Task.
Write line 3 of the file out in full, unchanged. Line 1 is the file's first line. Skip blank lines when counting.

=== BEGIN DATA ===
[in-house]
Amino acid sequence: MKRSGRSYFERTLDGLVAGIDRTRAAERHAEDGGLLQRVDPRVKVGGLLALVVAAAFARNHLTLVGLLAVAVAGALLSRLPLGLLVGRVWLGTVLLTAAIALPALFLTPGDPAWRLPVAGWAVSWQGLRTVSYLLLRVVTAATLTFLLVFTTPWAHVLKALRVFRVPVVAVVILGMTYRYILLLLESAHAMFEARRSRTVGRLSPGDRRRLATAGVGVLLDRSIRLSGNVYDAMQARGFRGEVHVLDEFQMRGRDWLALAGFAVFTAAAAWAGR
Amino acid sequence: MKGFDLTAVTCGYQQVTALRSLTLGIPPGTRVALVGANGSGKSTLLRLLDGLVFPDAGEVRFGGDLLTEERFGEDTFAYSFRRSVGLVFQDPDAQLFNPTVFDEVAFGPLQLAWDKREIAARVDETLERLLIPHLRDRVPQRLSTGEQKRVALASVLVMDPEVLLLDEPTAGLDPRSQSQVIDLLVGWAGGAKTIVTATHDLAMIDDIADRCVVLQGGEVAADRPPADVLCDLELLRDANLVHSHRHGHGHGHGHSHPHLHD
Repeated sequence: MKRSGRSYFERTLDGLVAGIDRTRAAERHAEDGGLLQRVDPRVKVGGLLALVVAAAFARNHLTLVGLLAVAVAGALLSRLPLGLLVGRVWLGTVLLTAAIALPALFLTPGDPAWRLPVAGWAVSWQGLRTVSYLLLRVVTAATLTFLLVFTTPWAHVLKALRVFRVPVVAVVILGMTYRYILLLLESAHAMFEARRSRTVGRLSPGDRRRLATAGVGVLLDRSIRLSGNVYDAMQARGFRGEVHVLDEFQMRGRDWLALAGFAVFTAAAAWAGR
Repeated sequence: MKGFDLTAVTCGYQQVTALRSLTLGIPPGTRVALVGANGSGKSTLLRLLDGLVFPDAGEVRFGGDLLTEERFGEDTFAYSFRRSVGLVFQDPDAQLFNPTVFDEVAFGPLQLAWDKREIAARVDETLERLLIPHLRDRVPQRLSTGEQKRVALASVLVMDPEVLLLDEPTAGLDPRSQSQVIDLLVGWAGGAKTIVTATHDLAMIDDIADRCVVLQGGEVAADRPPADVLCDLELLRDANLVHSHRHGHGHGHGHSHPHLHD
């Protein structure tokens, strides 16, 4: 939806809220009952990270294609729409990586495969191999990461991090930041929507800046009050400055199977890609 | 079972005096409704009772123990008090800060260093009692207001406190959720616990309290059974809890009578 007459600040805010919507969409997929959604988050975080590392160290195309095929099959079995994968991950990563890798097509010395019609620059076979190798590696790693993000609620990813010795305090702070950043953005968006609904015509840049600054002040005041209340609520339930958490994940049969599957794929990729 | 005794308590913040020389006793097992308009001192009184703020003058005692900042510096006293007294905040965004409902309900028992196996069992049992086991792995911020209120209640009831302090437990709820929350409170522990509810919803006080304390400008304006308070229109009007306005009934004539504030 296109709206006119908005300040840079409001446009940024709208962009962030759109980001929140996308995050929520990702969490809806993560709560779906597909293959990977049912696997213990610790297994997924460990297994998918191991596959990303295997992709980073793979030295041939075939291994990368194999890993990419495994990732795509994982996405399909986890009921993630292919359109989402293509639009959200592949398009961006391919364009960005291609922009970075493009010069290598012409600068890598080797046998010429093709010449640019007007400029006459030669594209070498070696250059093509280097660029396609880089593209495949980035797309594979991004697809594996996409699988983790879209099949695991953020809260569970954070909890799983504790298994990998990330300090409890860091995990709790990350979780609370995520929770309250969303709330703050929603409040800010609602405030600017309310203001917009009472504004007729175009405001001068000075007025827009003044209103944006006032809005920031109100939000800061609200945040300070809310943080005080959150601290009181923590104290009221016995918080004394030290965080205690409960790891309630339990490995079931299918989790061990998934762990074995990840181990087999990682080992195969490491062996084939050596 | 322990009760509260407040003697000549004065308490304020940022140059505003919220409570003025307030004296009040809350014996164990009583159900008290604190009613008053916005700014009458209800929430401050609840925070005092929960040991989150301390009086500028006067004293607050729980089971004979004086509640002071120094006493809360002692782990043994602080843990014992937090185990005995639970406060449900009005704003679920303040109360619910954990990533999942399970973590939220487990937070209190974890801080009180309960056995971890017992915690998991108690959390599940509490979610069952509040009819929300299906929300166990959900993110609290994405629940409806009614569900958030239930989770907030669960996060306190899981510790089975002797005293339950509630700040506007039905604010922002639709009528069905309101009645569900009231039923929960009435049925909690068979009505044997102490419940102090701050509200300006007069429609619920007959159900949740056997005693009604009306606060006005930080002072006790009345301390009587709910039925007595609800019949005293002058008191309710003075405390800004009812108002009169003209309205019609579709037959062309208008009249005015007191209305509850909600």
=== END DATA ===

Amino acid sequence: MKGFDLTAVTCGYQQVTALRSLTLGIPPGTRVALVGANGSGKSTLLRLLDGLVFPDAGEVRFGGDLLTEERFGEDTFAYSFRRSVGLVFQDPDAQLFNPTVFDEVAFGPLQLAWDKREIAARVDETLERLLIPHLRDRVPQRLSTGEQKRVALASVLVMDPEVLLLDEPTAGLDPRSQSQVIDLLVGWAGGAKTIVTATHDLAMIDDIADRCVVLQGGEVAADRPPADVLCDLELLRDANLVHSHRHGHGHGHGHSHPHLHD